If Hong Kong is a springboard into China, Singapore has positioned itself as a pan-Asian hub for organisations looking to expand into multiple markets across the region. Always a leading destination for professional and executive expats from the West, the growth of multinationals seeking a regional base to explore and test new products for local markets has made Singapore even more popular. To meet the needs of global organisations looking to develop new products and services for local markets, the $64 million Institute of Asian Consumer Insight was set up in 2011 to study the consumption habits of Asian customers and serve as a research, training and executive development centre.
Tax incentives for key industries and those setting up research and development facilities add to the appeal for the electronics, retail, professional services, information technology, and medical, biotech and pharmaceutical sectors. With so many opportunities for skilled professionals,unemployment is extremely low — though higher among the resident population, causing the Government to recently review immigration regulations for foreign workers, including professionals. Some market commentators expect the move will potentially lead to labour shortages and further wage pressures that may see some companies relocating to emerging markets in the region or beyond.
All this means demand for talent will remain very high in Singapore and workforce planning, leadership development and training will play an important role in retaining top talent — and unlocking the Government’s productivity agenda. Singapore and Hong Kong currently lead the region in workforce planning, but their efforts will continue to be tested in the future as the two nations also share the highest employee mobility rates in the region.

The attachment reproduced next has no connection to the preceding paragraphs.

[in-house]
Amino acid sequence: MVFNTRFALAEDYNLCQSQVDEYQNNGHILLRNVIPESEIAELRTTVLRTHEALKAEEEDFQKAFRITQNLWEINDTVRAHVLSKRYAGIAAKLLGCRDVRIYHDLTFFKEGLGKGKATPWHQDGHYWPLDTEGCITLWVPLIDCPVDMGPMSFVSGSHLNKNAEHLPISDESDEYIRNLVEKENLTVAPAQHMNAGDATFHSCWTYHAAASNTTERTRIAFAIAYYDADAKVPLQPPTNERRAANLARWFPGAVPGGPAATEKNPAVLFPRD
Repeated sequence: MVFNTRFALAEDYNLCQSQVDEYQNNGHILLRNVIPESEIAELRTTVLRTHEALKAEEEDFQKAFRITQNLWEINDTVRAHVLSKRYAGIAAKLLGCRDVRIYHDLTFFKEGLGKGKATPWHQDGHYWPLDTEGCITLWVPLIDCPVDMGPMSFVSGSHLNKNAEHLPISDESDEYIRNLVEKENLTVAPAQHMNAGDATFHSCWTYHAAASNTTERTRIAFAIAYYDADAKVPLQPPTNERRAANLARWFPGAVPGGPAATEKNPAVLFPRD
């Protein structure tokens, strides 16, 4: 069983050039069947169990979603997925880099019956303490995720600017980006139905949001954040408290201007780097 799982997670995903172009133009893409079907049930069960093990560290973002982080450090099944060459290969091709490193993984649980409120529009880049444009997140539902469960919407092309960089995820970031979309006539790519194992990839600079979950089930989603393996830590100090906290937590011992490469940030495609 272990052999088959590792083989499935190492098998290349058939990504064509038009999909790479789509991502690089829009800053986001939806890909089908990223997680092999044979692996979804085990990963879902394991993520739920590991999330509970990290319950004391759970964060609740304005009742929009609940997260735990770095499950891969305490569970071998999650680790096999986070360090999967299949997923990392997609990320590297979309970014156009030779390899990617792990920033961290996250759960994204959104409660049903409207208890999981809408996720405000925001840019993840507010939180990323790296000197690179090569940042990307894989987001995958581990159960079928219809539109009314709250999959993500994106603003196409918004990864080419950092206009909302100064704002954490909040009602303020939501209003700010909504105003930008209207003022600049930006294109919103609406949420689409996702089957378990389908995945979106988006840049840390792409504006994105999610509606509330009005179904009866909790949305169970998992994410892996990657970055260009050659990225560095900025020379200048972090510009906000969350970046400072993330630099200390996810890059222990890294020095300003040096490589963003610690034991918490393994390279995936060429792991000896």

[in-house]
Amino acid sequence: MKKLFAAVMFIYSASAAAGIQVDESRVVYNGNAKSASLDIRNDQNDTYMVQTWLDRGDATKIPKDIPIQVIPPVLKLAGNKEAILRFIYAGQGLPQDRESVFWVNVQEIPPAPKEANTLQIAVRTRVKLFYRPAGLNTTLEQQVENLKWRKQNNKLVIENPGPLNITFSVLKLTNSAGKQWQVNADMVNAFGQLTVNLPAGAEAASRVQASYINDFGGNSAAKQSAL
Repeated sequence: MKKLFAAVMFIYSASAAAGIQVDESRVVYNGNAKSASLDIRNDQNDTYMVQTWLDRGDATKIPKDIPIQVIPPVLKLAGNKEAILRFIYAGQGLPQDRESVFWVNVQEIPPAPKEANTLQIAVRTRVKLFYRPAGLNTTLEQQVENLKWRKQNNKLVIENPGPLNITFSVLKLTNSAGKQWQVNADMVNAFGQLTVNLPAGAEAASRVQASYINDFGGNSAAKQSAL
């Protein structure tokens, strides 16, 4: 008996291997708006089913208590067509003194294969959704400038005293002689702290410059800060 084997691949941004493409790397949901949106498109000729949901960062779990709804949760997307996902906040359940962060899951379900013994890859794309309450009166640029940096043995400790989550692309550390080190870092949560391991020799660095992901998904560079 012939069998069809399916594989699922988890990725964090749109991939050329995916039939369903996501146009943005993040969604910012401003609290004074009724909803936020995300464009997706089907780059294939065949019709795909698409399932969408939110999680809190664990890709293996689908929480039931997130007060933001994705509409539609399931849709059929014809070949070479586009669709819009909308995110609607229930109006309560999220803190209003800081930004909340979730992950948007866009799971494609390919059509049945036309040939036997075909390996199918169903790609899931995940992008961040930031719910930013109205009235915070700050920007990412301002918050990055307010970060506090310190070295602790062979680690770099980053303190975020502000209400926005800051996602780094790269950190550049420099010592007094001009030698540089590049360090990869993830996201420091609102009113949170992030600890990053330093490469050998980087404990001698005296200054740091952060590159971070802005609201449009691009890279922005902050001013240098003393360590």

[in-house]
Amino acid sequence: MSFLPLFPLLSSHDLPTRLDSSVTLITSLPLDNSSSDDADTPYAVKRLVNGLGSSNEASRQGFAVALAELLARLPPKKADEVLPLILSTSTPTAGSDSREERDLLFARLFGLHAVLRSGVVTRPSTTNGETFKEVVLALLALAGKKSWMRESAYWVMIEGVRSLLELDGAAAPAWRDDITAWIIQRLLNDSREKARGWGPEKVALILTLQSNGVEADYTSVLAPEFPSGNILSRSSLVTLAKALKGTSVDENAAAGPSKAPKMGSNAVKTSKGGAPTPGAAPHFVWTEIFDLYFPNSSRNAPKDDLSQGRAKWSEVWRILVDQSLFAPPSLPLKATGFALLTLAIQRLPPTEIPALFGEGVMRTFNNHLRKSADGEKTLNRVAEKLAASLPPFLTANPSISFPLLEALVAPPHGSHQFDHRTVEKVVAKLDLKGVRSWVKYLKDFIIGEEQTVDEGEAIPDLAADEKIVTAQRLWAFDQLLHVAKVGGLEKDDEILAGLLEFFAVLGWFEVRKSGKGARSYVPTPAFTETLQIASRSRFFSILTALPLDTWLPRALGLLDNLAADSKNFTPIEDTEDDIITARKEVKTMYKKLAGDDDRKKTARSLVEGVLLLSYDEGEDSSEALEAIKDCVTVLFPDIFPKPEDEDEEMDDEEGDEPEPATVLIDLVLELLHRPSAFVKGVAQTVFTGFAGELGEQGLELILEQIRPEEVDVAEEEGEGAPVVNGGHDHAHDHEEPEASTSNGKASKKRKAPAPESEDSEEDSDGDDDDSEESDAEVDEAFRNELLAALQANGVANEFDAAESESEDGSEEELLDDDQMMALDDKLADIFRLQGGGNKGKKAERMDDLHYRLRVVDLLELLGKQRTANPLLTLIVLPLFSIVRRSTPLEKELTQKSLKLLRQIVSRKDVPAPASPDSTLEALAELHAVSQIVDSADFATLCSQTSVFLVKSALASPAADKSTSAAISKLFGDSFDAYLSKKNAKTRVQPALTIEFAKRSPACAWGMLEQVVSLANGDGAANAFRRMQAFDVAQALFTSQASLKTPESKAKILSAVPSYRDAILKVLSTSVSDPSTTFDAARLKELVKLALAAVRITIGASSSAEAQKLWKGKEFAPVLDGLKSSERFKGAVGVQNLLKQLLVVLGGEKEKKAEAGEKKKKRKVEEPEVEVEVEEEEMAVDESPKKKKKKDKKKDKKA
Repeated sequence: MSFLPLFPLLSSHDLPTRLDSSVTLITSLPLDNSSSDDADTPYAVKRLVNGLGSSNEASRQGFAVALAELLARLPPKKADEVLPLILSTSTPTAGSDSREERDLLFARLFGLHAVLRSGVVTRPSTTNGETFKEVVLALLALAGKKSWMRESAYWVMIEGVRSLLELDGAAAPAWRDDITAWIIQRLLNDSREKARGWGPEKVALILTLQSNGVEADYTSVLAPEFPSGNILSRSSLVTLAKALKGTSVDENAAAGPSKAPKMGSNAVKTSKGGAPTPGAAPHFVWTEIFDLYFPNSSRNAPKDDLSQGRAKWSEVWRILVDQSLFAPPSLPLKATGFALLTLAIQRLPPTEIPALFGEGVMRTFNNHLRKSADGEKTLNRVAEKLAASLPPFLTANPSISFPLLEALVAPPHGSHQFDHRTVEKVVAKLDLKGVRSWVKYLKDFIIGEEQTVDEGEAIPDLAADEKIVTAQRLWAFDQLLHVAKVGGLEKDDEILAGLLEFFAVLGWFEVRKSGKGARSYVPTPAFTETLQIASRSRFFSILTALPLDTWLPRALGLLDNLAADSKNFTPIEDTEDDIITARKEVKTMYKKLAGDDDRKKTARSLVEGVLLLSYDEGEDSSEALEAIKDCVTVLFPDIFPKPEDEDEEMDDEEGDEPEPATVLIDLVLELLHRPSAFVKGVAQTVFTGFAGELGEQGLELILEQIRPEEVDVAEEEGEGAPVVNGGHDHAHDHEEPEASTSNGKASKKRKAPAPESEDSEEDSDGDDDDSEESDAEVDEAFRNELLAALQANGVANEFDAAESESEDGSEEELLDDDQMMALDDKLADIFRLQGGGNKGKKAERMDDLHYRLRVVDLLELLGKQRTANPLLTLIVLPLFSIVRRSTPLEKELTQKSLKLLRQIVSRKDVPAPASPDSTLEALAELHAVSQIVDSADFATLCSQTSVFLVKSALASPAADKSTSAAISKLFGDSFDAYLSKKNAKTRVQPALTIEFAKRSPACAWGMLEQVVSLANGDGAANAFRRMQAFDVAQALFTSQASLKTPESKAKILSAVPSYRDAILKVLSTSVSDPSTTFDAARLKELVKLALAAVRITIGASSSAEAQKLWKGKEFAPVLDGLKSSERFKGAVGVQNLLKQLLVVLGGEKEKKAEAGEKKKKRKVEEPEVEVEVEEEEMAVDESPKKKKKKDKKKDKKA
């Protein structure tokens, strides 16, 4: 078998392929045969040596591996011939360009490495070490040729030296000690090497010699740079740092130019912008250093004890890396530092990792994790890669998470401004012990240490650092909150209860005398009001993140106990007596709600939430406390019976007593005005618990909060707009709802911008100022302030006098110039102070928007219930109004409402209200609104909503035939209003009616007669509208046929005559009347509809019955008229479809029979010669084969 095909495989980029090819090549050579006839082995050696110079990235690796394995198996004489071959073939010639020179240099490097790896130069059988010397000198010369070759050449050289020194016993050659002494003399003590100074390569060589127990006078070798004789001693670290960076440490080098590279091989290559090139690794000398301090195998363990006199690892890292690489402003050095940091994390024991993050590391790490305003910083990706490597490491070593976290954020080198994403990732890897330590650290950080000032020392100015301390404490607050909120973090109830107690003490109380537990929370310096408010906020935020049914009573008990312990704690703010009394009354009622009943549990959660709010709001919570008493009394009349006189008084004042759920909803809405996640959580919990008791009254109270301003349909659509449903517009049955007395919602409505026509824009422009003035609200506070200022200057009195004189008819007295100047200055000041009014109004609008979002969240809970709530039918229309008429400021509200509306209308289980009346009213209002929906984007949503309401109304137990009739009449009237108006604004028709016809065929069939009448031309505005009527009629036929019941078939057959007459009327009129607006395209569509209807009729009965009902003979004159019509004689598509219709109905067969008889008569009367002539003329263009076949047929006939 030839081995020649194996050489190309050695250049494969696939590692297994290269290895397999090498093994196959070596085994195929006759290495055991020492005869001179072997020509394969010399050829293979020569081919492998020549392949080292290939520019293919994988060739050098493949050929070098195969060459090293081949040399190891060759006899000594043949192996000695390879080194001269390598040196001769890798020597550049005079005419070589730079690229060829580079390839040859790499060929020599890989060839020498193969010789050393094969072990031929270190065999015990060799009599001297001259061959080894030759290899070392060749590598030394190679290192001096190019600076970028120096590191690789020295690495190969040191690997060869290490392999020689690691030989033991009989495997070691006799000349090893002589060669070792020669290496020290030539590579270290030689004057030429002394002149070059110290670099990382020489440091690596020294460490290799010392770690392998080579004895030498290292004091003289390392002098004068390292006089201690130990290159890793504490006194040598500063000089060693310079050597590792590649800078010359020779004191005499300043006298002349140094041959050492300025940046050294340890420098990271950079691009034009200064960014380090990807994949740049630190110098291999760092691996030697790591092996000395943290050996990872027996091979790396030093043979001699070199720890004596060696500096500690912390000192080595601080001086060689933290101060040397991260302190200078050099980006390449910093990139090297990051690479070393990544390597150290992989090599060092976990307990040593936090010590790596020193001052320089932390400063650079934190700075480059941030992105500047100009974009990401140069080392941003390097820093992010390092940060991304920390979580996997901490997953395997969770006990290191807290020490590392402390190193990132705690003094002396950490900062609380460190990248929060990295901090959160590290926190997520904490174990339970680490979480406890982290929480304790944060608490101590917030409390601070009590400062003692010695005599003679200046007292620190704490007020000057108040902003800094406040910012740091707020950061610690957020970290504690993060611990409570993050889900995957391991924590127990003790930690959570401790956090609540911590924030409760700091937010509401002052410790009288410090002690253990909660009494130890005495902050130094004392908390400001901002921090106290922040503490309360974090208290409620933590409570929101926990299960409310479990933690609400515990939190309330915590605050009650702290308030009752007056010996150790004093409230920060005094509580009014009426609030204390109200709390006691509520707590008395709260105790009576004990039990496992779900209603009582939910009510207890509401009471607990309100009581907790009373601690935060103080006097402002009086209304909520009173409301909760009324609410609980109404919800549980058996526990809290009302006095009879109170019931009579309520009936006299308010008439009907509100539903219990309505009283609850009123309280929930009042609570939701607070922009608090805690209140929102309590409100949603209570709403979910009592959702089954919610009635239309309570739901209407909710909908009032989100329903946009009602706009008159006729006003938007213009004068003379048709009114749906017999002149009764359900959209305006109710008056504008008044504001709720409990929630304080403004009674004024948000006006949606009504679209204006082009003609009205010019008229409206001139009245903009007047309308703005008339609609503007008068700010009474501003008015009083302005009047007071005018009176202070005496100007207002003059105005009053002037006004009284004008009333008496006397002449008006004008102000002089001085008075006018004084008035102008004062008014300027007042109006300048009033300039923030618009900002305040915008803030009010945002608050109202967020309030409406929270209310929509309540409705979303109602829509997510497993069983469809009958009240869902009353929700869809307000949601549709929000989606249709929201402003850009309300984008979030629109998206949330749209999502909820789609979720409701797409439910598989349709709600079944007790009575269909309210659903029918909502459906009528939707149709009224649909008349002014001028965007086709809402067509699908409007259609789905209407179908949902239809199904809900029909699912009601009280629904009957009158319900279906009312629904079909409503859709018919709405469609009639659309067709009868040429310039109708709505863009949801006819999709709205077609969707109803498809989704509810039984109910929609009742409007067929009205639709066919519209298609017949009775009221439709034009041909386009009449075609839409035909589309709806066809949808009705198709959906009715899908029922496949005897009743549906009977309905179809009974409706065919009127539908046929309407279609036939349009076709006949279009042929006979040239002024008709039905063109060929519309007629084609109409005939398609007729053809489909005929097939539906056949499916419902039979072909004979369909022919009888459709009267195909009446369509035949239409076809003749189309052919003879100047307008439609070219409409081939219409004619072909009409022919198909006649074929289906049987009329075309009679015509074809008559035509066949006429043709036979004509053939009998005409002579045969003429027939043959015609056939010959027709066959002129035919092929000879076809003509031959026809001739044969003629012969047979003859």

78% of HR and business leaders believe keeping pace with rapidly evolving technology to enhance workforce performance and productivity will be a challenge. But it’s good to see that Singapore organisations are proactively addressing this challenge with 35% looking to invest in new technology to drive business efficiency, and 34% looking to pursue product and/or service innovation.
Looking to the future, organisations in Singapore are poised to use every available strategy to improve productivity and continue to position Singapore as the most attractive hub for regional headquarter investment.
Start building your world-class talent strategy in Singapore with the following tips:
- Think global, act local. With a quality education system and a strong presence of global companies, Singapore is a great place to build a base of local talent to help organisations better understand and access new Asian markets.
- Improve access to talent. As the search for skilled talent becomes harder, consider outsourcing all or part of your talent management or recruitment process to experts with proven talent networks to help you find and attract top talent with specialist skills.
- Unlock leadership potential. The need to improve the leadership pipeline is a big challenge for organisations in Singapore and there are some innovative new tools to tackle the problem. Follow the lead of more than half the employers surveyed in the 2014 Randstad World of Work Report and use talent analytics to identify high potential employees for development and make workforce planning more efficient.